Many people write or speak to tell us what we should think. Some want to be believed because they are experts, or think they are. Some want to be believed because they claim to speak for us. Some have had revelations. Others want us to trust them because they communicate through prominent media outlets. Many tell us what we should think. I write to encourage my readers to think for themselves. I write to ask you to inquire. Question me. Have fun.

Comment of the Day
Net neutrality exposed

Jan 16, 2014

Internet service is not much different than other utilities, such as electricity, gas or water. Politicians and commentators focus on the nominal speed offered by ISPs. Comparing to water for example, nominal speed offered is analogous to water pressure. We are charged not for the nominal pressure, but for how much water we consume. The pressure offered is a mere technical consequence of the need to satisfy our demand for the volume of water. Similarly, for the internet service providers the cost of service is related to the volume of data transmitted. In order to have this transmission be useful (for example, being able to watch live TV) certain speed needs to be guaranteed.

    If we want the internet to grow and develop freely, we have to expect that its users are charged based on real cost of the service delivery, not on some political fiction imagined by politicians that do not understand neither technology nor business.
      Net neutrality came into existence due this ignorance of politicians and their eagerness of mingling with things beyond their comprehension. As much as this seems to be a norm, it does not release us from exposing it every time when it occurs.

      Illegal lawyer
      Jan 03, 2014
      The California Supreme Court granted permission to practice law to Mr. Sergio C. Garcia, who formally is an illegal immigrant. This decision created a lot of noise in media. We can only hope that this case will trigger long overdue discussion about legality, I mean constitutionality, of our immigration law as it is now. The case can be made that our current immigration law is unconstitutional, and that this is the beginning and the end of all the problems with immigration we ever had, have now,  and might have in the future. 
      Spherical heaters
      Dec 17, 2013
      The government decided that we should not use old style incandescent bulbs due to their energy inefficiency. Only about 10% of the energy they use goes into light, everything else is heat. Most of us have already gradually switched to new bulbs, luminescent or LED. Do we really need the government to be a busy bee regulating this technological transition? What if some people, regardless of inefficiency, want to keep old bulbs for aesthetic or sentimental reasons? The European Union is ahead of us in this process. When they banned old kind-hearted bulbs, some people still wanted to have them. As there was a market for them in Germany, they were sold not as light bulbs but as spherical heaters. After all, this is what they do the best. The eagerness of bureaucrats never can overcome ingenuity of regular folks.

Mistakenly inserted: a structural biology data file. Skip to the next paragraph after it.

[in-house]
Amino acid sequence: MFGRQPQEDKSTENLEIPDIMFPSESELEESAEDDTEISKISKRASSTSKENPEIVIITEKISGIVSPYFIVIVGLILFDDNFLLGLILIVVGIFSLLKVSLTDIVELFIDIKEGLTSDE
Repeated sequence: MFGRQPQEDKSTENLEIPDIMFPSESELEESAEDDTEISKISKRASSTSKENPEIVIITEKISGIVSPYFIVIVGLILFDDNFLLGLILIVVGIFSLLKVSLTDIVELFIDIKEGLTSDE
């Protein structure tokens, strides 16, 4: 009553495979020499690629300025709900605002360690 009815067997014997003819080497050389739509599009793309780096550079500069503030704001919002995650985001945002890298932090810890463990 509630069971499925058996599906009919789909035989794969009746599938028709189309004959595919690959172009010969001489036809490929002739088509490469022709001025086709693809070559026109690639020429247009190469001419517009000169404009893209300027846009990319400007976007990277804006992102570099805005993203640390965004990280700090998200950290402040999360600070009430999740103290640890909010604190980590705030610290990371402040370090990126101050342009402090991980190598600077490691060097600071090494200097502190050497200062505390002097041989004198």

Helping Mexico
      Dec 10, 2013
      Some anti-immigration advocates say that the best that the U.S. can do, is help Mexico reform their political system. How can it be done most efficiently? Ironically, by allowing freedom of migration and letting even more Mexicans from poor states, such as Oaxaca, to come and work in the U.S. As soon as they see that the world could be better than it is in their home state, they will do whatever in their power to change it. Their strength and resolve will be reinforced by dollars made in the U.S. The ideas of freedom and democracy still are the strongest assets and attraction of the U.S. The best way to spread them is not by sending American soldiers to implement them somewhere else. It is by allowing others to come and experience them first hand. Those are very contagious ideas.
      Obamacare will never work
      Nov 24, 2013
      Obama care does not work and never will. The Harvard Law School graduate does not know the definition of insurance. He does not understand that by its definition insurance can cover only possible but unlikely events. There cannot be insurance covering preexisting conditions, as it cannot be insurance covering the leaking roof. If we loosened up the grip of government regulations, the market would come up with the insurance for permanent health deterioration; hence, it would make sense for young people to pay this insurance for if they develop “preexisting conditions” next year or 50 years down the road, they would have coverage. With this simple approach of insurance as a life cycle affair, not an one year deal, Obamacare is not needed at all.
        Obamacare will also not work because the University of Chicago constitutional law teacher does not understand the Constitution. The idea behind the Constitution is that people should have freedom to find the best ways of handling their affairs, and that the government should not be in the business of making these decisions for them or in the business of providing services to citizens. With Obamacare the government took upon itself a job of providing an essential service, instead of securing that private entities have freedom, including freedom from government regulations, to do so anyway they see fit.
        The pot calling the kettle black
        Oct 07, 2013